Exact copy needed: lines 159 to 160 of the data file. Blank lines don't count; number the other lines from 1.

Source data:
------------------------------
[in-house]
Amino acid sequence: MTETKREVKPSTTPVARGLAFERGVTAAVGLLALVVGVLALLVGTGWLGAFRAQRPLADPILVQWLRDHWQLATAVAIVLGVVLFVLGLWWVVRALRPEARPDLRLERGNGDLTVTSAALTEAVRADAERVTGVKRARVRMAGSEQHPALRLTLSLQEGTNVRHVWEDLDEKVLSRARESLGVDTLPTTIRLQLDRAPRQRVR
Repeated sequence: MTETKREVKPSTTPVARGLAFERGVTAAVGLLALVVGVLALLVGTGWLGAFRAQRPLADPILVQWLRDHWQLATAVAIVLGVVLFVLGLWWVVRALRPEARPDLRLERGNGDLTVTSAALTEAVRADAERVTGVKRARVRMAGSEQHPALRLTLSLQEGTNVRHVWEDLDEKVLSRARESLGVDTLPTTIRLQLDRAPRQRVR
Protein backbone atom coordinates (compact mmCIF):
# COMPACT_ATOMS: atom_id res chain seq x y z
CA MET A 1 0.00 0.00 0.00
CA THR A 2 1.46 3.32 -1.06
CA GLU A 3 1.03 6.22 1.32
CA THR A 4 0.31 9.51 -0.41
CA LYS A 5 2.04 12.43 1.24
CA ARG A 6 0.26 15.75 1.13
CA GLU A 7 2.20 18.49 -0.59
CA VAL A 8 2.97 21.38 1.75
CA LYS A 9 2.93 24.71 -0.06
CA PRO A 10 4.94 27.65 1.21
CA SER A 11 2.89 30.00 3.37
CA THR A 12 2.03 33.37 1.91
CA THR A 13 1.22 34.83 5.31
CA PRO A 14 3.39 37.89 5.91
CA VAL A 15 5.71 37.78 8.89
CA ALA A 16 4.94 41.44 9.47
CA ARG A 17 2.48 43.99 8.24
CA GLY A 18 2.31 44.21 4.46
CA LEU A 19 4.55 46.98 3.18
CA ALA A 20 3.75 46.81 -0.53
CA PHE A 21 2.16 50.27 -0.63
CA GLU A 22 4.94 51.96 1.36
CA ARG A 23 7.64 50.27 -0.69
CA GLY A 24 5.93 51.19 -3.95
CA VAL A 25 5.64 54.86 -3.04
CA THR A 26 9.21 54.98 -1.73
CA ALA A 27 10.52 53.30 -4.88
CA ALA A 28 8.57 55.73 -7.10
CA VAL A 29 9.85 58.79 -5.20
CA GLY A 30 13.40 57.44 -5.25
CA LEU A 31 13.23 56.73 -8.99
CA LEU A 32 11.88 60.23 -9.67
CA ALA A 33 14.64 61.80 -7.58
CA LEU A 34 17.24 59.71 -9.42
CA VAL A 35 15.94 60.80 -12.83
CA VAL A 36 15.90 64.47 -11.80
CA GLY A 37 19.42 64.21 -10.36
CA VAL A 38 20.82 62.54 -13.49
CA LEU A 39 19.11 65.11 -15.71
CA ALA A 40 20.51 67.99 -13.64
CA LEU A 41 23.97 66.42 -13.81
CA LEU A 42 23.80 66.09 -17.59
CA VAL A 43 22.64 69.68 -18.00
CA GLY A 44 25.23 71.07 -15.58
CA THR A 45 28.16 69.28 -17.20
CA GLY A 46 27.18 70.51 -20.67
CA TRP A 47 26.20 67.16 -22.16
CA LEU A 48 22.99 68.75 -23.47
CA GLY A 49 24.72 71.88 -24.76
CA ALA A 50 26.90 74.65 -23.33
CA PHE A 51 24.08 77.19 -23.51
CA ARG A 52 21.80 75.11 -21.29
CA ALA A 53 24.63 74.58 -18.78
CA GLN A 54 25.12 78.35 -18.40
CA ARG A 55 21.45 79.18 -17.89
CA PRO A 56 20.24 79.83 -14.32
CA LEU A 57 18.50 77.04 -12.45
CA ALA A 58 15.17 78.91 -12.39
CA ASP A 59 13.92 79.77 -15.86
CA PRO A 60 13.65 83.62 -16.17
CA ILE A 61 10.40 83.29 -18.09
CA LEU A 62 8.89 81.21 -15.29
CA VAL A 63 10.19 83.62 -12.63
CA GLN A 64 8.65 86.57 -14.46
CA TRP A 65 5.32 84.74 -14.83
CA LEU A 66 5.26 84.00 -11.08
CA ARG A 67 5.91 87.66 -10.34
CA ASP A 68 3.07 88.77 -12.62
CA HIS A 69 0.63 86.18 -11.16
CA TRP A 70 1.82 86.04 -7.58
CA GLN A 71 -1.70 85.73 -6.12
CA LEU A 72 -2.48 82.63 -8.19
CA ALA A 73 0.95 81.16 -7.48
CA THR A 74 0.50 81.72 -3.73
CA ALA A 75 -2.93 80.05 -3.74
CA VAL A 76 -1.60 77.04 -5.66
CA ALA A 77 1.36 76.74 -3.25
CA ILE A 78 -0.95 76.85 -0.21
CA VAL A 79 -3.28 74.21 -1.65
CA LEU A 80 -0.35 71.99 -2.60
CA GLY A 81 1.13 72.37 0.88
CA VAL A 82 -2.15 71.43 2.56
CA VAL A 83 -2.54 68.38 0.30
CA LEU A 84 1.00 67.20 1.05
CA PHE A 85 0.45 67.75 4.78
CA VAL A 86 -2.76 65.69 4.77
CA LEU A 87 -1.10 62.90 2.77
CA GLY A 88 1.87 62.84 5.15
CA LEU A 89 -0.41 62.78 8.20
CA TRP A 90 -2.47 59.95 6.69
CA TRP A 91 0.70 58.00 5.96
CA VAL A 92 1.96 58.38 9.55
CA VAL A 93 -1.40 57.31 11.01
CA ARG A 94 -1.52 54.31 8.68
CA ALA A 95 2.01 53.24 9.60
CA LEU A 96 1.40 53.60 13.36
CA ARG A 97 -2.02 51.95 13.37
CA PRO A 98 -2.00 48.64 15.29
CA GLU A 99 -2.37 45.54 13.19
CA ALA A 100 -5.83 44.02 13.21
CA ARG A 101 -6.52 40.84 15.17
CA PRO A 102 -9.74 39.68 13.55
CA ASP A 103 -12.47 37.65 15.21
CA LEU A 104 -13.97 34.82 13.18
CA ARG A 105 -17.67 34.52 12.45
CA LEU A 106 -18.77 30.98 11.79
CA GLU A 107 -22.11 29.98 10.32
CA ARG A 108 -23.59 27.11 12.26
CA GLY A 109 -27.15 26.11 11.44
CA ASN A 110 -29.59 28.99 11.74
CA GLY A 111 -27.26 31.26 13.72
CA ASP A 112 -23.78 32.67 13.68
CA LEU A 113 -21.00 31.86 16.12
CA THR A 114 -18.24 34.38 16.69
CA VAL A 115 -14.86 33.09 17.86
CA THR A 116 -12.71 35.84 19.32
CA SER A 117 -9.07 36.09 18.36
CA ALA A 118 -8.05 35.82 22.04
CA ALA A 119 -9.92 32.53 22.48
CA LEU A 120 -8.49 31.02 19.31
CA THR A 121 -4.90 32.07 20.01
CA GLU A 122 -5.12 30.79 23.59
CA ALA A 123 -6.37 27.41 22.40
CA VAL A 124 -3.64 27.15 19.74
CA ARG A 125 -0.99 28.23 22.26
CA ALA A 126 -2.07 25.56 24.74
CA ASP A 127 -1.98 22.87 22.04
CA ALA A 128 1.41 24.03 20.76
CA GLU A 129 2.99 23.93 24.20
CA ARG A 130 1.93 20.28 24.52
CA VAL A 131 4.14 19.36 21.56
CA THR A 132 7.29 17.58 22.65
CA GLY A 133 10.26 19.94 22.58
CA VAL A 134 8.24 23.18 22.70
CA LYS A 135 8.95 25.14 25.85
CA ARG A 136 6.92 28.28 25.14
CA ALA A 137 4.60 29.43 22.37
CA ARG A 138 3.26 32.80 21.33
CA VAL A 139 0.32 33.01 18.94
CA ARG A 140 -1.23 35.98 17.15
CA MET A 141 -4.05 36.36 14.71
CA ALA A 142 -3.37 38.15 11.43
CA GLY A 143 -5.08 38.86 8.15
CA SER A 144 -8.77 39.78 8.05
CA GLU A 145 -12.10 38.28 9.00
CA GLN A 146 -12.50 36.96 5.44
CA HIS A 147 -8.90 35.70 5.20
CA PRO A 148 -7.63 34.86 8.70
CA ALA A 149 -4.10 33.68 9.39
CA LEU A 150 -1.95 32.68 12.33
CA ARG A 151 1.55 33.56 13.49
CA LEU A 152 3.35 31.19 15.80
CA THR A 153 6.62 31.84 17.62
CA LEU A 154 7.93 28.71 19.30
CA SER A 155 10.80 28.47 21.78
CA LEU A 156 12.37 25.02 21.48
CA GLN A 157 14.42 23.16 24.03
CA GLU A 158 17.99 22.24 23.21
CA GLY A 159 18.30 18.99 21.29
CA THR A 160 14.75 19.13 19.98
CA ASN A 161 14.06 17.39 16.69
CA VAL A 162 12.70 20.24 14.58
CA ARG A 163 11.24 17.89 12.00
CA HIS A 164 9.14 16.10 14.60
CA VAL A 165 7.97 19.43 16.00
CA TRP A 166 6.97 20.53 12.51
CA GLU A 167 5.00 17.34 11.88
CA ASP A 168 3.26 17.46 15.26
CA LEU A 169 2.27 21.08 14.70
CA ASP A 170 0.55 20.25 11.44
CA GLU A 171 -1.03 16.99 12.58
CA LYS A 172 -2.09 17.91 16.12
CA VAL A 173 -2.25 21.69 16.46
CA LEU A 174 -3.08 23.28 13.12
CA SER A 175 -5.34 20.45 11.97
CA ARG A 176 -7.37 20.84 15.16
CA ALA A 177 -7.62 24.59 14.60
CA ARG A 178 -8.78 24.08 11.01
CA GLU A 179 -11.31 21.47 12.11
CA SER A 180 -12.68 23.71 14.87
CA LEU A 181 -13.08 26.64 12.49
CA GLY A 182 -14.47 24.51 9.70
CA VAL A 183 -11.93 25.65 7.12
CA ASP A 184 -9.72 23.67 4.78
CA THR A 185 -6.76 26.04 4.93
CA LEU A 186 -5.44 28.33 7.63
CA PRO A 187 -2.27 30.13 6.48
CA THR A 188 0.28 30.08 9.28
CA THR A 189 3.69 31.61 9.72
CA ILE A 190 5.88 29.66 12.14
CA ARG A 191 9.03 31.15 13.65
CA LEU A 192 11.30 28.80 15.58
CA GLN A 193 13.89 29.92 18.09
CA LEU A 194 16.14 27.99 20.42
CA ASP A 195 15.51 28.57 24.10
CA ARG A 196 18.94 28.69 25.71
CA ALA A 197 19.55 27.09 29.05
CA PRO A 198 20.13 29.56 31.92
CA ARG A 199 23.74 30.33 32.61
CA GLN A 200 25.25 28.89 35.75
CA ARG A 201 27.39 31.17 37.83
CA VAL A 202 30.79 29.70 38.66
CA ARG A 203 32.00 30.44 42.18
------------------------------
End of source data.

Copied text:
CA LEU A 154 7.93 28.71 19.30
CA SER A 155 10.80 28.47 21.78